Mid-cleanup mess: Some Rainbows vow to stay a month to help
Along scenic Routt County Road 80, wildflowers are in bloom and sheepherder wagons stand in fields.
In contrast, significant amounts of bagged trash and discarded camping equipment are piled up alongside the roads in Adams Park, a result of the 50th anniversary Rainbow Gathering about 25 miles north of Hayden.
Multiple attendees called the gathering “beautiful” and “amazing.” However, many Rainbows said the hype of the gathering attracted a significant percentage of a young festival-goers who did not pack out everything they packed in.
Approximately 100 campers remained on site Friday, July 15, at the gathering that brought a peak of about 10,000 people and at least 2,000 vehicles.
“This is about the ugliest part of the clean out,” said gathering attendee Scott Parker. “All of the trash, it’s out of the woods.”
Volunteers hauled out abandoned tents, buckets, tarps, camp chairs, collapsible wagons, sleeping bags, shoes, clothes, small fuel canisters, coolers, a guitar and a bike that was locked to a tree.
“I would definitely put in the paper to ‘pack it in, pack it out,’ so that hippies don’t have to do it for you,” said Butterfly, using her Rainbow name. “It’s not a festival; it’s a gathering.”
“It’s the festival kids with a lack of awareness,” said Oats, also his Rainbow name. He said “real” Rainbow family attendees follow the guidelines of “peace, love, freedom and respect.”
Butterfly, Oats and other campers were part of one of two groups remaining along Adams Park Trail 1144. The “stock pot” camp about one mile from the south trailhead included an estimated 24 people who were working on cleanup and rehabilitation efforts.
The 50-inch-wide, multi-use trail provides foot, horse, motorcycle and ATV access to the Bears Ears system of trails. The trail showed obvious signs of increased wear including tire ruts compared to mid-June.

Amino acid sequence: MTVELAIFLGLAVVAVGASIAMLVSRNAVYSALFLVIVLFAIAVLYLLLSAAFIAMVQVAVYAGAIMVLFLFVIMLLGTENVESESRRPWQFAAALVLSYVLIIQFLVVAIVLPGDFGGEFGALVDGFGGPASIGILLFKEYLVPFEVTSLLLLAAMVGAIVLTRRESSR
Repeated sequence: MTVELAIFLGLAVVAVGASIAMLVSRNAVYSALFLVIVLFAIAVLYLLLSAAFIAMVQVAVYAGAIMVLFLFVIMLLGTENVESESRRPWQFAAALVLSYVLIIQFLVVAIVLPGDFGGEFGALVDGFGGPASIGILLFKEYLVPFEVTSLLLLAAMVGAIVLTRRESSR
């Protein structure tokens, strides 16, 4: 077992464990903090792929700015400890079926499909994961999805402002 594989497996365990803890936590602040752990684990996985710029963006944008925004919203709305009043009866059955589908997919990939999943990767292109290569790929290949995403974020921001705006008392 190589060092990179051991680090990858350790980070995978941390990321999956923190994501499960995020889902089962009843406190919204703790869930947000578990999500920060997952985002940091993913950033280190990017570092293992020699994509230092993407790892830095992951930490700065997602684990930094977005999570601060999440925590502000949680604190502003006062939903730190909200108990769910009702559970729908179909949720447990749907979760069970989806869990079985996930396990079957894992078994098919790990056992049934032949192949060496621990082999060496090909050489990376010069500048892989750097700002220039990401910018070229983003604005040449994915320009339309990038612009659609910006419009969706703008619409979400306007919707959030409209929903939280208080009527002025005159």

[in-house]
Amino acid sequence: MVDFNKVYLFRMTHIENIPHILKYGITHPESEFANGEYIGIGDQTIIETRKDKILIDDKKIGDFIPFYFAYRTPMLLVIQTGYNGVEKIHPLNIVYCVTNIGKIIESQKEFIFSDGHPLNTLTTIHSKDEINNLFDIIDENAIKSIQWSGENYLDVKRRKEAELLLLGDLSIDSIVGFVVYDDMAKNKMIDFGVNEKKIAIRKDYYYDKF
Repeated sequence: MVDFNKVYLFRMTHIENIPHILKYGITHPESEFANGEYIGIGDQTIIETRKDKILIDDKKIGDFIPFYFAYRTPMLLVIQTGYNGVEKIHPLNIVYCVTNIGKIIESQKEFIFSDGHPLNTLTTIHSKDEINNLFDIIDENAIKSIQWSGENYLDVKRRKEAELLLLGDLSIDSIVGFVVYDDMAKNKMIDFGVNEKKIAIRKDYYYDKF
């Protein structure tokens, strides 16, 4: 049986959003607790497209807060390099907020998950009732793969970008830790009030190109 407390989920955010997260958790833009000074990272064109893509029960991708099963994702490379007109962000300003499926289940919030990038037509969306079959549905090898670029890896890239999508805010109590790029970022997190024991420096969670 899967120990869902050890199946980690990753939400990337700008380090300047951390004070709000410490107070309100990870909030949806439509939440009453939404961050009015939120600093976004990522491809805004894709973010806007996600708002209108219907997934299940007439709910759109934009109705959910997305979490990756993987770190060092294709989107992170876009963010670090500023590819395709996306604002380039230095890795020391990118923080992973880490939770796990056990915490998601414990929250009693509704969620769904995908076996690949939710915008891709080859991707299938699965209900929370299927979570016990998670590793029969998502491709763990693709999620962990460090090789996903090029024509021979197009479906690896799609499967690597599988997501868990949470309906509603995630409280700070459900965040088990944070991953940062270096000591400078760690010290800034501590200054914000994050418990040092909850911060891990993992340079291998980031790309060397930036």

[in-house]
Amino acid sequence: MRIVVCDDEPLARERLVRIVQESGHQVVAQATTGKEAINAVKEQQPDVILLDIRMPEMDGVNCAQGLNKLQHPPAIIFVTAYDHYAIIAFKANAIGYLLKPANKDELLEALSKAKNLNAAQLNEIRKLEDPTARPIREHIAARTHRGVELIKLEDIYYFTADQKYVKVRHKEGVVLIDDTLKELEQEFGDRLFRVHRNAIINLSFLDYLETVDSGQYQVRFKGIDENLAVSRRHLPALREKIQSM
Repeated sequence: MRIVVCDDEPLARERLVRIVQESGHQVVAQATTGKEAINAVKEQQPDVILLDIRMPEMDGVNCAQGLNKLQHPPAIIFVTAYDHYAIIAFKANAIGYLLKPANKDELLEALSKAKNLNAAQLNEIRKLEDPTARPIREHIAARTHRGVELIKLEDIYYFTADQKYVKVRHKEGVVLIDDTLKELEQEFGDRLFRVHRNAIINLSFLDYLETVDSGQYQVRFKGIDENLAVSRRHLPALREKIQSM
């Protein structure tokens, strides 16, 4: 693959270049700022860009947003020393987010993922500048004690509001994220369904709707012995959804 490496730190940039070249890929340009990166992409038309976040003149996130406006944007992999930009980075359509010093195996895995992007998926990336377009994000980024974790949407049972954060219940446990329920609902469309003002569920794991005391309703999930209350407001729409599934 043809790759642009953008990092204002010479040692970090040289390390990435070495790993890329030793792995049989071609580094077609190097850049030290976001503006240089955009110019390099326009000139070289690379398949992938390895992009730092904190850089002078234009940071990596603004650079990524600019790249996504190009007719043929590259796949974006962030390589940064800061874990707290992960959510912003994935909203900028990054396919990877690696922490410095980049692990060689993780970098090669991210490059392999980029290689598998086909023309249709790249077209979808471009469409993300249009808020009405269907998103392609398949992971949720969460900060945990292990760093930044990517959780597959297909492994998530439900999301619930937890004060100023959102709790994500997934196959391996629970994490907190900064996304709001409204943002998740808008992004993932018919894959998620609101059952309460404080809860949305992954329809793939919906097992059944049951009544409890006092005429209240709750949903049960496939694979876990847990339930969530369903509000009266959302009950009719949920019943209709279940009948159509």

U.S. Forest Service District Ranger Michael Woodbridge walked the perimeter of the gathering with colleagues on Friday and met with Rainbows, some of whom pledged to stay up to one month if necessary to clean up.
Woodbridge said he was full of mixed emotions after the electronic mapping of a spiderweb of social trails and campsites. He said staff left location flags for Rainbows that noted “no work,” meaning cleanup was sufficient, and flags marked “needs repair.”
Woodbridge said the damage ranged from soil compaction that inhibits plant regrowth to holes dug to “compost” leftover food that were not covered with soil and canine waste left in the forest from hundreds of dogs.
“I’m glad to see there’s a lot less people living in the woods here and a lot of trash and structures removed,” Woodbridge said. “I’m concerned how long it’s going to take. It’s hard for everything to get found and restored in an overall footprint of approximately 1,300 acres.”
Woodbridge said the estimated expenditure for this year’s gathering stands at $700,000, including the Forest Service’s national incident management team and local costs. He said Forest Service resource specialists will continue to visit the site to help direct Rainbows in fulfilling responsibilities outlined in a 10-page resource protection plan.
“Nothing is made for 10,000 people on a national forest,” Woodbridge said. “It’s created a lot of work for us.”
The district ranger said Forest Service officials are counting on Rainbows to remove all remaining trash and debris and are not planning to bring in any more dumpsters.
The agency paid for two industrial-sized dumpsters that were filled by July 7. Woodbridge made that decision because he was concerned about the amount of trash accumulating in the various camps that might attract and habituate wildlife and because of past reports that Rainbows deposited excessive trash in nearby towns.
Some Rainbows said they will take as much trash as possible as they leave, some planning to transport it 100 miles before dumping. Other Rainbows said trash was being hauled out on a trailer and a small rental moving truck to be taken to a landfill.
Justin from Connecticut, who rode his bike to attend his third gathering, was the last person at the “handicamp” for older or disabled Rainbows. As he pulled a mosquito net over his head to protect against the many bugs, he was surrounded by the trash, various supplies and food left by others.
“I think it’s a really beautiful event. I was hoping to find a girlfriend here. I got 10 rejections,” Justin said with a smile.
Resting after working to aerate soil in the main meadow with a pickaxe, Justin said he loves that the gathering is open to everyone, but unfortunately not all of those attendees follow leave no trace ethics.
“Anybody can come here, and not everybody has that ethos,” he said.
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